10 Safety Measures Every Microbiology Professional Should Know

10 Safety Measures Every Microbiology Professional Should Know

In the initial material of your laboratory manual, you can find some of these rules and procedures. Please overcome this by asking your teacher or assistant to teach (TA) for clarification in the event that any safety rules or procedures mentioned here tend to conflict with those stated in your laboratory manual.

Microbial protection in a laboratory is critical in infection prevention because it manipulates and uses virulent and/or potentially pathogenic microorganisms in the microbiology laboratory.

10 Safety Measures Every Microbiology Professional Should Know

Microbiology is a science that explores microscopic biology. While individual cells of these species can be examined directly by microscopes and their structures and behaviours are studied, the preferred method is to analyse other characteristics such as metabolism or genetics. Both cells in the population must be practically similar in certain forms of experiments: pure cultures are called such populations.

Besides microbial materials, certain potentially harmful chemicals are used in this laboratory. Many operations include glassware, flames open and sharp objects which, if misuses, may cause trauma/damage.

1. Treat every micro-organism as a Potential Pathogen

While the majority of microorganisms are human not pathogenic or disease-causing, certain microorganisms that are not usually pathogenic can be pathogens under unusual conditions.

Treat all micro-organisms — especially unknown cultures — as pathogenic. A student with an impaired or recent extended disease immune system should speak to the teacher before working in the microbiology laboratory.

2. Clean work area before and after use

To wipe benches and places, both before and after work with cultures, use a disinfectant, such as a ten percent bleach or 70 percent ethanol solution.

Know also the potential hazards in the disinfectant, since 70% of ethanol will fire at an open fire or high heat. Bleach will ruin your clothes if it’s spilt. If splashed into the eyes, either alcohol or bleach can be harmful. Students should be conscious of the location of the nearest washing station and sink.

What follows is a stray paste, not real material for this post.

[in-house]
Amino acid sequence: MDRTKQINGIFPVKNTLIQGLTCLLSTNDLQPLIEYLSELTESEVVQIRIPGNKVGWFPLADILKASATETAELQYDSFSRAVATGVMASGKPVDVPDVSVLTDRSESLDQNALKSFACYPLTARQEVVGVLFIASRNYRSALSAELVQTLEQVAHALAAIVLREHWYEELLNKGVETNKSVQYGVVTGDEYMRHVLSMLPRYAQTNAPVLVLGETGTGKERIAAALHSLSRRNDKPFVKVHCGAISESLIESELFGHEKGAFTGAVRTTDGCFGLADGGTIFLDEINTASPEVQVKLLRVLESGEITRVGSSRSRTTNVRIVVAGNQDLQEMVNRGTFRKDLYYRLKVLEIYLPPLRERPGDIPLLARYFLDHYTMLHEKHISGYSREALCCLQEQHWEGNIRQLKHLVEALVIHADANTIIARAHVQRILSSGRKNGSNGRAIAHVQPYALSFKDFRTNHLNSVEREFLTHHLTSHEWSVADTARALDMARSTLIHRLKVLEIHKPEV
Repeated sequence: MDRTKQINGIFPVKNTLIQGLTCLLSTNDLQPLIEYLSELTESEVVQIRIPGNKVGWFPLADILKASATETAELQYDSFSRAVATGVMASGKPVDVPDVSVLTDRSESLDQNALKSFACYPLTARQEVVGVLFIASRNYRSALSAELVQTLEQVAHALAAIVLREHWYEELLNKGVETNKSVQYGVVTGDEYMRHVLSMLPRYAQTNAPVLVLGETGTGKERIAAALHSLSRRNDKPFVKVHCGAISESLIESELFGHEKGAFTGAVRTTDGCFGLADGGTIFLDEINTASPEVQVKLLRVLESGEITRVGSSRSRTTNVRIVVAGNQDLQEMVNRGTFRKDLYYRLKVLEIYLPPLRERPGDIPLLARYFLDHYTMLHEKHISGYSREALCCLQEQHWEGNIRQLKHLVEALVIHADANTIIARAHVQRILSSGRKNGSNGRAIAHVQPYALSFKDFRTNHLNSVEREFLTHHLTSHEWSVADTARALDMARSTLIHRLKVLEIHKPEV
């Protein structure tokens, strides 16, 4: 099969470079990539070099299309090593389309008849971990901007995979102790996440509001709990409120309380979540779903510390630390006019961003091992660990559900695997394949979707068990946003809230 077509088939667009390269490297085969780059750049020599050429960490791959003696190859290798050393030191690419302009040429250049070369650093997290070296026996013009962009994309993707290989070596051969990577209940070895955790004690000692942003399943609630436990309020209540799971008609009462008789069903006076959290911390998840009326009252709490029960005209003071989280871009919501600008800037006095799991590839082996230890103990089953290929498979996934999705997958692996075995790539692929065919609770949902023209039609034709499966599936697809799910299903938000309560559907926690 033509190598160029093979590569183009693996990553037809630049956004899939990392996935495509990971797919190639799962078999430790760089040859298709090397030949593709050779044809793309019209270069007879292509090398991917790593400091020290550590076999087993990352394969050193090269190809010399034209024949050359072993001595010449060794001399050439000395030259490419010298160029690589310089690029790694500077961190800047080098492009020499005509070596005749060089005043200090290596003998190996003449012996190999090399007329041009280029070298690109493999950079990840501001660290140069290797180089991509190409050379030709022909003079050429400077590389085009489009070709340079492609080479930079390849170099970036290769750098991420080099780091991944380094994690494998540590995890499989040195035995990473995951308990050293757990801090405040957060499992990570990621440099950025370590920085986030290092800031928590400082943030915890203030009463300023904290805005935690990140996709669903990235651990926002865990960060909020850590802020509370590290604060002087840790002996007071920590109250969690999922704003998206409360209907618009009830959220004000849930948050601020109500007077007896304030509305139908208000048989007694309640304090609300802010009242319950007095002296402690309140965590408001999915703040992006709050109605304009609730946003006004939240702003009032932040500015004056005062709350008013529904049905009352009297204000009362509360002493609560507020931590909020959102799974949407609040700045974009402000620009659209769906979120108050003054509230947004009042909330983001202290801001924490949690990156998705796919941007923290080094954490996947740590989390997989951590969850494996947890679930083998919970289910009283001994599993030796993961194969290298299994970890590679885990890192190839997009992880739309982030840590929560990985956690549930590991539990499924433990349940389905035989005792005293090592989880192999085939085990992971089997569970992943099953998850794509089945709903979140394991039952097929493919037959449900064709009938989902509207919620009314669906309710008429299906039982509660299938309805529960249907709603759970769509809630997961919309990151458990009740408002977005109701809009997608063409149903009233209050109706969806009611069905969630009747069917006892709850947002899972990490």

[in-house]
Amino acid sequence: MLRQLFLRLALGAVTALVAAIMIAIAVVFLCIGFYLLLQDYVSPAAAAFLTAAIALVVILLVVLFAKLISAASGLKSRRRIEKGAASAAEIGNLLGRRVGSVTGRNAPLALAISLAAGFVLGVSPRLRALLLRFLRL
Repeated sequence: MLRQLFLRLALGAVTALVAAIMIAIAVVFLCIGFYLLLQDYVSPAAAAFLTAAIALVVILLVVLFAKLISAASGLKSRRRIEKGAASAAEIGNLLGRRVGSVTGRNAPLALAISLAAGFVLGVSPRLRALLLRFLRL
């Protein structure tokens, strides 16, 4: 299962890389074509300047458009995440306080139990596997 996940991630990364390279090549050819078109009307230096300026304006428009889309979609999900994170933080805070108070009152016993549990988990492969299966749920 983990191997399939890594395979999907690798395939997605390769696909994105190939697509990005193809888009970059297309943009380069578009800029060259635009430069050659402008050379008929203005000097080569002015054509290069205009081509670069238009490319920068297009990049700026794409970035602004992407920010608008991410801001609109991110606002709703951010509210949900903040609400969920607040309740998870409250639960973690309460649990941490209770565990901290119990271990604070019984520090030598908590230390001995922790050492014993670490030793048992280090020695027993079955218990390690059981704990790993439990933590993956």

3. Sterilization

Equipment and supplies for sterilisation. Autoclaving can sterilise all materials, media, tubes, plates, loops, needles, pipettes and other products of cultivation of microorganisms. Use sterilised goods in the company, otherwise. Know how all equipment and materials needed for laboratory operations and safe use.

4. Wash your hands.

Using a disinfectant cleaner before and after work with microorganisms to wash your hands. Non-disinfectant soap can kill bacteria in the surface which can be used unless there is a disinfectant soap. You should wear gloves as added protection.

5. Never mouth pipette

For aspiration and dispensing of liquid crops, use pipette or pipette machines.

6. Do not eat in Lab

Do not feed, drink or store food in the lab in areas that store micro-organisms. Never eat or beverage with microorganisms in the laboratory. Before and after laboratory operations, keep your fingers out of your mouth, and wash your face.

Cover with a bandage any wounds on your side. You should wear gloves as added protection.

7. Autoclave all waste material or clean it

All the products to be discarded in the course should be put into an autoclave bag with biohazard and autoclaved at 20 kilos of pressure for 30 to 40 minutes at 121 ° C, e.g. culture tube, crop plates, swabs, dentures, wipes, disposable transfer needles, and gloves.

If no autoclave is available and no bacteria are used, the materials should be coated with a 10% bleach solution and can be soaked throughout at least 1 to 2 hours.

8. Accidents and Injuries

Notify the teacher immediately about any accident or injury (spill, crack, etc.), regardless of how insignificant it might sound.

When a culture is spilt or lost, put a paper towel over the spill and pour the disinfectant on the towel after notifying the trainer. Wait 15 minutes before purifying the spill with fresh towels of paper. Rest assembled towels and wash your hands carefully in your wastebasket.

9. Disposal

  1. Discard all cultures, Petri-plates, and used glassware in the container labelled contaminated or biohazard. This container will later be autoclaved.
  2. NEVER place contaminated pipettes on the benchtop.
  3. NEVER place contaminated inoculating loops on the benchtop.
  4. NEVER discard contaminated cultures, Petri dishes, glassware, pipettes, tubes, or slides in the trash can.
  5. NEVER discard contaminated liquids or liquid cultures in the sink.

10. Placement of Items

During and at the end of each lab period, used pipets should be discarded into the designated trays. Other used glassware should normally be placed into discard trays
located in the back of the lab.

Plasticware such as Petri plates and pipette tips should be
discarded in the marked wastebasket at the back of the lab. The used paper should be discarded into wastebaskets at the end of the lab period. Broken glassware is discarded into the box marked “Broken Glassware”, not into wastebaskets.

10 Safety Measures Every Microbiology Professional Should Know

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